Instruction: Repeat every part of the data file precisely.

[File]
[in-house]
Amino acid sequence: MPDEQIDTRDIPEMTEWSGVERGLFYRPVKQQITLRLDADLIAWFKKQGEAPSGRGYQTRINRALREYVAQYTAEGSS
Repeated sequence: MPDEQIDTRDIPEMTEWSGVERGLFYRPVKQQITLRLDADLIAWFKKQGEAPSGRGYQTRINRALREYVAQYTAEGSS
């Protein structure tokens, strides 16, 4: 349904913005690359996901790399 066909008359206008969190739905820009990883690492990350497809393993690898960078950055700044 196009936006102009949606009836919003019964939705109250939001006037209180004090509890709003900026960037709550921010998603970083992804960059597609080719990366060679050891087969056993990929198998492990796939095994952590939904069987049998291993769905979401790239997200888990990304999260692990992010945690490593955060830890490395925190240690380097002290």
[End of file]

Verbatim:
[in-house]
Amino acid sequence: MPDEQIDTRDIPEMTEWSGVERGLFYRPVKQQITLRLDADLIAWFKKQGEAPSGRGYQTRINRALREYVAQYTAEGSS
Repeated sequence: MPDEQIDTRDIPEMTEWSGVERGLFYRPVKQQITLRLDADLIAWFKKQGEAPSGRGYQTRINRALREYVAQYTAEGSS
């Protein structure tokens, strides 16, 4: 349904913005690359996901790399 066909008359206008969190739905820009990883690492990350497809393993690898960078950055700044 196009936006102009949606009836919003019964939705109250939001006037209180004090509890709003900026960037709550921010998603970083992804960059597609080719990366060679050891087969056993990929198998492990796939095994952590939904069987049998291993769905979401790239997200888990990304999260692990992010945690490593955060830890490395925190240690380097002290």